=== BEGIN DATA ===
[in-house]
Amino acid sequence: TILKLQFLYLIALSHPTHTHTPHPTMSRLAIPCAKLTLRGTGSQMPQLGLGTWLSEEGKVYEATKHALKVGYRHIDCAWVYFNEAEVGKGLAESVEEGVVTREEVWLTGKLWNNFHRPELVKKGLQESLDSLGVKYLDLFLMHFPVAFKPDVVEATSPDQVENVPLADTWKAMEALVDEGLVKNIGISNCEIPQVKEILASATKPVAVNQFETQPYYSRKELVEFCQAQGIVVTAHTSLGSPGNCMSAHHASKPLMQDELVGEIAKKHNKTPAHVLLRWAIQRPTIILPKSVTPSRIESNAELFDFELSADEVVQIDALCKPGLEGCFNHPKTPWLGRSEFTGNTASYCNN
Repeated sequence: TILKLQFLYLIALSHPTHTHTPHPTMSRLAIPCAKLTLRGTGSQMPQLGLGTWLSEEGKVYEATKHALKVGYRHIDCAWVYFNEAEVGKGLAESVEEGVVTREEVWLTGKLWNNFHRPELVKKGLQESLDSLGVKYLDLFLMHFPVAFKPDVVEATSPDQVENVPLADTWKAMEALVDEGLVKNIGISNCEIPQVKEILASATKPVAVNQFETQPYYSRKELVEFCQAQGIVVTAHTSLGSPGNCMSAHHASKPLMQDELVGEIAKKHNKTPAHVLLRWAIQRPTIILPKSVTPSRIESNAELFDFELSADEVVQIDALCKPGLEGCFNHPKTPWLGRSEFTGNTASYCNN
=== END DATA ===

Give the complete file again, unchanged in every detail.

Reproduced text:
[in-house]
Amino acid sequence: TILKLQFLYLIALSHPTHTHTPHPTMSRLAIPCAKLTLRGTGSQMPQLGLGTWLSEEGKVYEATKHALKVGYRHIDCAWVYFNEAEVGKGLAESVEEGVVTREEVWLTGKLWNNFHRPELVKKGLQESLDSLGVKYLDLFLMHFPVAFKPDVVEATSPDQVENVPLADTWKAMEALVDEGLVKNIGISNCEIPQVKEILASATKPVAVNQFETQPYYSRKELVEFCQAQGIVVTAHTSLGSPGNCMSAHHASKPLMQDELVGEIAKKHNKTPAHVLLRWAIQRPTIILPKSVTPSRIESNAELFDFELSADEVVQIDALCKPGLEGCFNHPKTPWLGRSEFTGNTASYCNN
Repeated sequence: TILKLQFLYLIALSHPTHTHTPHPTMSRLAIPCAKLTLRGTGSQMPQLGLGTWLSEEGKVYEATKHALKVGYRHIDCAWVYFNEAEVGKGLAESVEEGVVTREEVWLTGKLWNNFHRPELVKKGLQESLDSLGVKYLDLFLMHFPVAFKPDVVEATSPDQVENVPLADTWKAMEALVDEGLVKNIGISNCEIPQVKEILASATKPVAVNQFETQPYYSRKELVEFCQAQGIVVTAHTSLGSPGNCMSAHHASKPLMQDELVGEIAKKHNKTPAHVLLRWAIQRPTIILPKSVTPSRIESNAELFDFELSADEVVQIDALCKPGLEGCFNHPKTPWLGRSEFTGNTASYCNN